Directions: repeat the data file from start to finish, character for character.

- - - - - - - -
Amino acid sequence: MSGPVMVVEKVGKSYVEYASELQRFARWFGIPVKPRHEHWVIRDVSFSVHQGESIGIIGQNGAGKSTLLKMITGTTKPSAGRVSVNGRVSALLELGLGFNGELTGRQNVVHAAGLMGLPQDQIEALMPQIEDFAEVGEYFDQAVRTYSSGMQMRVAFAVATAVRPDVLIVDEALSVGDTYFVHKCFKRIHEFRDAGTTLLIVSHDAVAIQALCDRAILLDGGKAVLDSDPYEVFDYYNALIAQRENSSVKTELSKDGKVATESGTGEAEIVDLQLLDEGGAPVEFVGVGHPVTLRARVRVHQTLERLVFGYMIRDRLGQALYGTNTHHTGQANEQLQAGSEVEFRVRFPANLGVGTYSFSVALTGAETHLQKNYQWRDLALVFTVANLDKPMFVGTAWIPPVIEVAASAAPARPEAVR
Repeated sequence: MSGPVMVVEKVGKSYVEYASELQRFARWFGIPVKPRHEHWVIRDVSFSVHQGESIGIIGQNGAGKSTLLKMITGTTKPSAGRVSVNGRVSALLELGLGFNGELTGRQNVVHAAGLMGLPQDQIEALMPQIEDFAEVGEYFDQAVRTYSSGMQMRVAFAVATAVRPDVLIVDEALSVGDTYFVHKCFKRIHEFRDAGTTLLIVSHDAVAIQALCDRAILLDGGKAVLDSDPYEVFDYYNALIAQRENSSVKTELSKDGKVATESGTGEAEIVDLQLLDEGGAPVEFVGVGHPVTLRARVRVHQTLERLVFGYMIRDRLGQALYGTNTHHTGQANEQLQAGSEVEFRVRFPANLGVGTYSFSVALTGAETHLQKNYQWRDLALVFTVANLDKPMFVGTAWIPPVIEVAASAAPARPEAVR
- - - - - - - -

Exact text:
Amino acid sequence: MSGPVMVVEKVGKSYVEYASELQRFARWFGIPVKPRHEHWVIRDVSFSVHQGESIGIIGQNGAGKSTLLKMITGTTKPSAGRVSVNGRVSALLELGLGFNGELTGRQNVVHAAGLMGLPQDQIEALMPQIEDFAEVGEYFDQAVRTYSSGMQMRVAFAVATAVRPDVLIVDEALSVGDTYFVHKCFKRIHEFRDAGTTLLIVSHDAVAIQALCDRAILLDGGKAVLDSDPYEVFDYYNALIAQRENSSVKTELSKDGKVATESGTGEAEIVDLQLLDEGGAPVEFVGVGHPVTLRARVRVHQTLERLVFGYMIRDRLGQALYGTNTHHTGQANEQLQAGSEVEFRVRFPANLGVGTYSFSVALTGAETHLQKNYQWRDLALVFTVANLDKPMFVGTAWIPPVIEVAASAAPARPEAVR
Repeated sequence: MSGPVMVVEKVGKSYVEYASELQRFARWFGIPVKPRHEHWVIRDVSFSVHQGESIGIIGQNGAGKSTLLKMITGTTKPSAGRVSVNGRVSALLELGLGFNGELTGRQNVVHAAGLMGLPQDQIEALMPQIEDFAEVGEYFDQAVRTYSSGMQMRVAFAVATAVRPDVLIVDEALSVGDTYFVHKCFKRIHEFRDAGTTLLIVSHDAVAIQALCDRAILLDGGKAVLDSDPYEVFDYYNALIAQRENSSVKTELSKDGKVATESGTGEAEIVDLQLLDEGGAPVEFVGVGHPVTLRARVRVHQTLERLVFGYMIRDRLGQALYGTNTHHTGQANEQLQAGSEVEFRVRFPANLGVGTYSFSVALTGAETHLQKNYQWRDLALVFTVANLDKPMFVGTAWIPPVIEVAASAAPARPEAVR